Saturday in Jackson
Not much doing. As you can tell, we didn’t choose our hotel room for the view (unless you’re a train spotter, in which case there is almost continuous entertainment out there, complete with sound effects!)
As usual, we’d planned to visit the State Capitol but came unstuck when we realised it’s closed on weekends, so we needed a quick change of plan. Downtown didn’t seem to provide many distractions (with the odd exception, above, so we were left with the Old State Capitol building, now a museum.
I can’t say we were ever so enthusiastic, but with little else on offer, there we were.
Even though we knew it was closed, we wanted to go and take a look at the “real thing”, sitting in an elevated position not too far from our hotel.
Sitting in front of the building was a post Civil War monument to the Women of the Confederacy. Each side offered a sentimental dedication to Our Mothers, Our Sisters, Our Daughters and to Our Wives. That to “Our Sisters” is as follows:
Their smiles inspired hope; their tender hands soothed the pangs of pain; their prayers encouraged faith in god; and when the dragon of war closed its fangs of poison and death, they like guardian angels, entwined their hands in their brothers arms, encouraged them to overcome the losses of war and to conquer the evils in its wake, adopting as their motto: “Lest We Forget”
The other dedications and further information can be found here.
Meanwhile, men wearing green striped trousers were closing off the street we had just driven up. The question “why?” loomed large (about the green striped trousers too).
On to the Old State Capitol then, set across the road from a row of houses which could have been found in any small town. But this is the State Capital? Jackson does not fit the usual description!
From the steps we could see our hotel, no longer the grand King Edward but a Hilton Garden Inn.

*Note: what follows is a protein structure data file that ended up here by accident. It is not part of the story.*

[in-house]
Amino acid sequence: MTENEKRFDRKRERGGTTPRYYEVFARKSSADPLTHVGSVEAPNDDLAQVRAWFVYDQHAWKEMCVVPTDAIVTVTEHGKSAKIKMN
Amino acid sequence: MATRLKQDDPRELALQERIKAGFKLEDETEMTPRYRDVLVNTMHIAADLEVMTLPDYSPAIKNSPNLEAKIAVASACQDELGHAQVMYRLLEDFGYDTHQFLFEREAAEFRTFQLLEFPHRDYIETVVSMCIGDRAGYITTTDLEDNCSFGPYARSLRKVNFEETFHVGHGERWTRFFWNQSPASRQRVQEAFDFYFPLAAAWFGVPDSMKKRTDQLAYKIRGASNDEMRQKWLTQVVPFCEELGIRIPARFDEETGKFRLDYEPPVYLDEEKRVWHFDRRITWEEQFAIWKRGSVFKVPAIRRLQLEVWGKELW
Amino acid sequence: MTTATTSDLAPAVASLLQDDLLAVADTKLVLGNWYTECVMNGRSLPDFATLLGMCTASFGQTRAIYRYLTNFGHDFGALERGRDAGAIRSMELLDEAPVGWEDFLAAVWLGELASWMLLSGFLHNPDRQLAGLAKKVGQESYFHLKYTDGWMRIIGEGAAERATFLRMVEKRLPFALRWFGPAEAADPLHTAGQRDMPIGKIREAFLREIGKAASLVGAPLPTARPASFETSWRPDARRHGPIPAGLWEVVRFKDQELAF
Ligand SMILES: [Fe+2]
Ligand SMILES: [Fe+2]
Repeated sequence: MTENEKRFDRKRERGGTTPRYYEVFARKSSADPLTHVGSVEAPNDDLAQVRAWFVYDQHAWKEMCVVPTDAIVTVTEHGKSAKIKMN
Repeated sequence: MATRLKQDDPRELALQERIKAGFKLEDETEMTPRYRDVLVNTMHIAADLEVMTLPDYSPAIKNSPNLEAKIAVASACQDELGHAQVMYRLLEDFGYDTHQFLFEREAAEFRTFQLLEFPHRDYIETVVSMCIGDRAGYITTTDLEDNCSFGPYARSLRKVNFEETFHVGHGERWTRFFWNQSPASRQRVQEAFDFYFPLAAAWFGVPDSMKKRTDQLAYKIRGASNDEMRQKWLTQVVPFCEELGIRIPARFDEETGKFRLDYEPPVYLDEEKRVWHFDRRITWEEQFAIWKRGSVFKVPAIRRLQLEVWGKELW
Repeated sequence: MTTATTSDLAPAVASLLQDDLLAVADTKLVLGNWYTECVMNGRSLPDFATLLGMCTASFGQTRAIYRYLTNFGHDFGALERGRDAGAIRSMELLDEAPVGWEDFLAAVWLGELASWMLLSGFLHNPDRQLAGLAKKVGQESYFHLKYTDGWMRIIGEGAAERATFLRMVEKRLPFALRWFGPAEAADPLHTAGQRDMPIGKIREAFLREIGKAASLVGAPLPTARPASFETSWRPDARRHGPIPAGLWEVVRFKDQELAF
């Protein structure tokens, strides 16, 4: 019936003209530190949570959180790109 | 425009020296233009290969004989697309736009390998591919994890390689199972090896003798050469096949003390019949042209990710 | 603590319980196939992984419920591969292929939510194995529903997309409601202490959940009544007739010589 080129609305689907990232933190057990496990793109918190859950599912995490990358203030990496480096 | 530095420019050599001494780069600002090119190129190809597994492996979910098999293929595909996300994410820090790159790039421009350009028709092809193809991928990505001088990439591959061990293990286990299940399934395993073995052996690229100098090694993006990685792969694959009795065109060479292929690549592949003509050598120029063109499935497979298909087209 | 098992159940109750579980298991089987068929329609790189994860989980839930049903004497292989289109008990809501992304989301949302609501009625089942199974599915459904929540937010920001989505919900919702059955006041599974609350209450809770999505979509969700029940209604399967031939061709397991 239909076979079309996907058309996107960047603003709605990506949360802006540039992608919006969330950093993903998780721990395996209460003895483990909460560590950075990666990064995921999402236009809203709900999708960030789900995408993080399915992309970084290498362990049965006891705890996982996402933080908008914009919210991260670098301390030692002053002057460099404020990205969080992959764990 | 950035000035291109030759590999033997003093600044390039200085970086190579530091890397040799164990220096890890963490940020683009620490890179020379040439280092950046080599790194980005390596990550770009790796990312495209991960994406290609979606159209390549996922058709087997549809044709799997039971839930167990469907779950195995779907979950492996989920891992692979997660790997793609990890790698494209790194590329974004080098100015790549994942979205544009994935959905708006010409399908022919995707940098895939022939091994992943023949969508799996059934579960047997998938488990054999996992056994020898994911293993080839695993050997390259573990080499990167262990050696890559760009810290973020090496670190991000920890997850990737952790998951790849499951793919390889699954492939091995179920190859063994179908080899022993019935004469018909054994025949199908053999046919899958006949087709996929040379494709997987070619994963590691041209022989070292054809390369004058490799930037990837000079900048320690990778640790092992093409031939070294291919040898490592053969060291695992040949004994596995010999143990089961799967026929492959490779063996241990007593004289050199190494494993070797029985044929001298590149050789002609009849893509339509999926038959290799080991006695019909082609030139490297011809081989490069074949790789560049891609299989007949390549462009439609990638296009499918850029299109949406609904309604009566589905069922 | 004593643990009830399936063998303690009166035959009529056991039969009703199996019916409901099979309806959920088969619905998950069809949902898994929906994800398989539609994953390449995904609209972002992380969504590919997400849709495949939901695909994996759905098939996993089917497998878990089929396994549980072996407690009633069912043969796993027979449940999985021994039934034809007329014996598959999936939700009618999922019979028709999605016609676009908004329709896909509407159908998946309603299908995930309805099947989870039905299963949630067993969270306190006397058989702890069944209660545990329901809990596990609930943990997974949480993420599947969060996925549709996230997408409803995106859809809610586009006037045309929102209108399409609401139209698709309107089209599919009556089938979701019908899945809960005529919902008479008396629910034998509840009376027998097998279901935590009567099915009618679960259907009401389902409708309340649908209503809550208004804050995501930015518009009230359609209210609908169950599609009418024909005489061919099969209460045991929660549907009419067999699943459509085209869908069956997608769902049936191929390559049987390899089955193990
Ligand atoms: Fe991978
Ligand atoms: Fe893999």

Just inside the door of the museum, we got a flavour of what lie inside; a modern, well designed, accessible visitor experience. Things began to look a little more promising.
Inside, the building had been restored to it’s former glory. Simple in comparison with the more elaborate replacement Capitol building, it was striking, nevertheless.
From there, we set out to explore the exhibits. First stop, the Keeper of the Capitol’s office. She – for it was a woman who held this post – was responsible for the everyday security and maintenance of the building and as she had to lock and unlock every day, she had special dispensation to sleep there.
The next exhibit required us to scan our entry tickets. We’d be assigned a role and be able to read about how our person would be affected by events.
Woohoo! I struck lucky!
I was served well by the 1817 constitution and my wealth and status were protected.
Others didn’t fare so well, sadly.
Next stop, the Governor’s office. Here he was, getting on with his work in fine surroundings.
Next door, there was a flavour of next year’s bi-centennial celebrations for Mississippi, when a new Museum will open and provide a worthy home for this precious symbol of the state.
I was interested to read of the conservation of this very fragile textile and felt pleased that it has been kept in relatively good shape considering its heritage.